Its me - alive and one-lobed!
First, the most important bit: Joe and I are going to be great! We are over the worst of this. The surgery did work; my liver is functioning in him (and managing just fine in me). In time, we'll look back on this miracle fondly as we frolic as a family in proverbial fields of flowers and wafting dandelion seeds, or, less metaphorically, as we get back to our regular lives and stop lying around in fetal positions.
But second, the reality of today: I haven't pooped in five days. This is not comfortable. Joe was readmitted to the hospital yesterday for the same reason, except his uncooperative bowels were causing unbearable searing pain, not just irritating cramps. He was released again today but is still in pain. These lovely TMI facts are a few of many I could share to illustrate that we are certainly on a recovery roller coaster. We have been through -- and will continue to go through -- a series of frustrating and sometimes disheartening ups and downs.
Yet third, the beauty of our reality: We are going to be okay, and we can handle a roller coaster. Any of my short-term self-pity can be chalked up to a probably over-optimistic impression of what the first two post-op weeks would feel like. And while Joe's pain is more severe, it's overwhelmed (most of the time) by joy over the progress he's already made and the promise of more to come.
And now, on to bloggy stuff.
Meet my incisional discomfort
Straight up, its name is "Pain," people. But like Sharon reported, my scar itself is teeny. Think of this guy at left, at a microscopic level, repeated like falling Matrix 1s and 0s in a pattern that, once backed out to the perspective of the human eye, looks like a faint red line four inches long by 1 millimeter wide. There are also two tiny cuts inside my belly button. (Get THIS: Dr. Koffran tried a first-time ever technique he'd been considering might work to reduce scarring... he did all the actual cutting through scopes inserted through my belly button, and then used the incision only to pull the section he needed out of me!) But fear not -- the navel ring gets to stay! Alex, eat your heart out, tee hee.
So if you've been wondering what sort of drug cocktails a girl gets to enjoy after liver resection -- morphine? sedatives? medicinal marijuana? -- let me end your suspense. I get Tylenol. Extra Strength, of course. Oh, yes, and laxatives. I am exaggerating slightly, because I did leave the hospital with prescription-only Tylenol 3 (laced with codeine). But the docs suspect it's the culprit behind the constipation, so I'm trying to grin and bear it with OTC remedies.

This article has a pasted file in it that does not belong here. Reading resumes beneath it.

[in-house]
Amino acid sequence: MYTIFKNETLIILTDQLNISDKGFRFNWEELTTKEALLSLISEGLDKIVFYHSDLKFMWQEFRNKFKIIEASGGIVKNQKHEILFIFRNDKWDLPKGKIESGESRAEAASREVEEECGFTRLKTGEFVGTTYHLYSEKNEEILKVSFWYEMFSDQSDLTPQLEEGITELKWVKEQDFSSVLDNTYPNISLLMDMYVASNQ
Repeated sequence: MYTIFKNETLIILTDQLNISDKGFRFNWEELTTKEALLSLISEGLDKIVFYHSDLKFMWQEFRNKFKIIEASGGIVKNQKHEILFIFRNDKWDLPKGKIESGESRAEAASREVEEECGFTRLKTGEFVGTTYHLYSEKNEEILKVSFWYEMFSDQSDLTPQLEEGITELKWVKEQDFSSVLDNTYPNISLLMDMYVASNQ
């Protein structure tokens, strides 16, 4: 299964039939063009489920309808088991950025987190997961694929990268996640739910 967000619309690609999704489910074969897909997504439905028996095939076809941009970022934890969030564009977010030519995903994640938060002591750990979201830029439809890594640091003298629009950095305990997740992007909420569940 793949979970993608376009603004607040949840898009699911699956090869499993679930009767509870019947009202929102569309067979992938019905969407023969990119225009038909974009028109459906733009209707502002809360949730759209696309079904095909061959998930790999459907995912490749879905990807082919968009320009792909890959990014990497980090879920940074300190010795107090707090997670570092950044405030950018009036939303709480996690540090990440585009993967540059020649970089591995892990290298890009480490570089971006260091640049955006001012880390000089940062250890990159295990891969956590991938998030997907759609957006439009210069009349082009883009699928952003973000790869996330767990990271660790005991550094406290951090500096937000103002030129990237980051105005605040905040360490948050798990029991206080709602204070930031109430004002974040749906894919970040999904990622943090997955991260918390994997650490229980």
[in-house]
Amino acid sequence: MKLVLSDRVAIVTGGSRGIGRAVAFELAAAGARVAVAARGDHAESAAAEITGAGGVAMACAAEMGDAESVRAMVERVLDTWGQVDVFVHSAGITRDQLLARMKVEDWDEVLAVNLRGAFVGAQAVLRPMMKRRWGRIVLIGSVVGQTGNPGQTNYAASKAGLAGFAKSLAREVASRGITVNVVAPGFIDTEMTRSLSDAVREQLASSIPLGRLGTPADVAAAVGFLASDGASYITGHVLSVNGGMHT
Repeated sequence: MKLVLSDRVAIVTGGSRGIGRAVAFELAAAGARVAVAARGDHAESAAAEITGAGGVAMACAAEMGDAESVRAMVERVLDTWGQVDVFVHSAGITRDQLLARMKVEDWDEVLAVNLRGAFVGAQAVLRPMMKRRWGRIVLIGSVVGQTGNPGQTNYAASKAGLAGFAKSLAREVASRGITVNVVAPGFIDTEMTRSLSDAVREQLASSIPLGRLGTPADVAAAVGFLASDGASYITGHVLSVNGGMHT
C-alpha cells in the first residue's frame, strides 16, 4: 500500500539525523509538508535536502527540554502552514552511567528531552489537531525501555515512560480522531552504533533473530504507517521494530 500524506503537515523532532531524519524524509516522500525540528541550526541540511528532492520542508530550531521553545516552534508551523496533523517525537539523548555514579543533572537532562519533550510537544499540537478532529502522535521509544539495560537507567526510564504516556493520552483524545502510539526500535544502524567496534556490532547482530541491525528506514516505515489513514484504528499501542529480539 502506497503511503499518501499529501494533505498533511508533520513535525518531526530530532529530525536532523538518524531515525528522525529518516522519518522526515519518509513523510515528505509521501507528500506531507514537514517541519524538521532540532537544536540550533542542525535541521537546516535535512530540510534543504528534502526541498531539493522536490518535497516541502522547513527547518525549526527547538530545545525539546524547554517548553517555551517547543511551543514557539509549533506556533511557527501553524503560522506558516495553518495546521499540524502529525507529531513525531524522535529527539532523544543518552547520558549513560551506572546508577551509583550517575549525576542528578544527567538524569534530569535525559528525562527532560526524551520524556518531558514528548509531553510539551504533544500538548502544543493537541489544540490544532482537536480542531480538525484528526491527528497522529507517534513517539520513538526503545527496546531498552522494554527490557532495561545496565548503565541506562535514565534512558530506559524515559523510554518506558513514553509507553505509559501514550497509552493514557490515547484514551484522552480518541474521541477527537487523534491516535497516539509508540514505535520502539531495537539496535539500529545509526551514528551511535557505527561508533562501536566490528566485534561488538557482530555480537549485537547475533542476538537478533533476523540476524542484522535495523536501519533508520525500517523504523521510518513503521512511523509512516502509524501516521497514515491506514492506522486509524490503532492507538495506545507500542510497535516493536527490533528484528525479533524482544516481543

A couple of personal notes
Ingrid: Send any Redbook editorial contacts you might have.
ISU people: Does anyone know John Loecke's contact info in NYC?
Terry in Mississippi: Keep me posted! I'm excited for you and so thrilled to be able to give you good news to serve as hope!
CSOM Strat Mgmt group: Your flowers made my day!
CWT sales, CWT marketing: Your flowers made two of my other days!
The gift of life, continued
Today at my first post-op check-up, I met with a woman who is getting worked up to see if she can donate to her 21-year-old daughter Michelle, a perfectly healthy college-bound woman who suddenly experienced inexplicable liver failure, which will be fatal if she doesn't receive a transplant soon. Her condition merits her a Status I ranking on the UNOS donation list, meaning that as soon as any cadaver liver that matches her blood type becomes available anywhere in the U.S., it's hers for the taking. But she's been on the list for more than a week and a half, significantly longer than the typical two- to three-day wait for Status Is, and she's hovering in a life-threatinging situation. The family had to try the live donation route, so they can take that step if no organ materializes in the next few days. I bring this up for two reasons:
- First, if you have prayers left to give, put one in for Michelle and her family.
- And second, with this encounter I officially began the second most important part of my healing process. I got to see my gift pay off in a new and unexpected way, as I was able to listen to this sad mother's story, understand her fears, offer any insight she might want to receive on the procedure, and just tell her I understand. My God, I am looking forward to a lifetime of that sort of healing.
That's it for now. Shorter posts will continue now that I'm back online. I miss you all!